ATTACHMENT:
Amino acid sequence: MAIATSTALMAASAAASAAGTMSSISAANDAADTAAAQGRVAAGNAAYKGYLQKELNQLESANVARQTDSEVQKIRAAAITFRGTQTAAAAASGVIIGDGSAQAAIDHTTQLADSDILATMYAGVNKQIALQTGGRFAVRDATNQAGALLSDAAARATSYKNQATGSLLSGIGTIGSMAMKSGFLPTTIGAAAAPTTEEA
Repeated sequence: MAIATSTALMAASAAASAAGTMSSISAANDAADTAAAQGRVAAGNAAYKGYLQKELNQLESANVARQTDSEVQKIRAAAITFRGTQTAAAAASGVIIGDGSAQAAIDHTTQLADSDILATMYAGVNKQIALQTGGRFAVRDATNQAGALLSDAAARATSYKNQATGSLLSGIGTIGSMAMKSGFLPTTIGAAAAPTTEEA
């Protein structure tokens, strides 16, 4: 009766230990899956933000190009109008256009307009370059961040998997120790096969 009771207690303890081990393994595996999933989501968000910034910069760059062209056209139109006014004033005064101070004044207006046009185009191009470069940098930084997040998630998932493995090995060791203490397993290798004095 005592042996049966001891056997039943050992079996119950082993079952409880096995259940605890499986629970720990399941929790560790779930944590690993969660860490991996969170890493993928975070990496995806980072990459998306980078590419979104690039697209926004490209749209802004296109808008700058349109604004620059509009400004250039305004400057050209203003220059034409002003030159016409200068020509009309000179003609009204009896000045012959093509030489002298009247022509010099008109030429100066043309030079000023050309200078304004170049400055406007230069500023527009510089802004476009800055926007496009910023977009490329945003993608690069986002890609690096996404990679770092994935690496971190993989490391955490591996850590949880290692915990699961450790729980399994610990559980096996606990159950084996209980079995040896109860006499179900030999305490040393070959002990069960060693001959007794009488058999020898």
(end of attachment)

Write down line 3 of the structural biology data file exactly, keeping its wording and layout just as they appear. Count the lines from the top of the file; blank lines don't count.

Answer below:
């Protein structure tokens, strides 16, 4: 009766230990899956933000190009109008256009307009370059961040998997120790096969 009771207690303890081990393994595996999933989501968000910034910069760059062209056209139109006014004033005064101070004044207006046009185009191009470069940098930084997040998630998932493995090995060791203490397993290798004095 005592042996049966001891056997039943050992079996119950082993079952409880096995259940605890499986629970720990399941929790560790779930944590690993969660860490991996969170890493993928975070990496995806980072990459998306980078590419979104690039697209926004490209749209802004296109808008700058349109604004620059509009400004250039305004400057050209203003220059034409002003030159016409200068020509009309000179003609009204009896000045012959093509030489002298009247022509010099008109030429100066043309030079000023050309200078304004170049400055406007230069500023527009510089802004476009800055926007496009910023977009490329945003993608690069986002890609690096996404990679770092994935690496971190993989490391955490591996850590949880290692915990699961450790729980399994610990559980096996606990159950084996209980079995040896109860006499179900030999305490040393070959002990069960060693001959007794009488058999020898």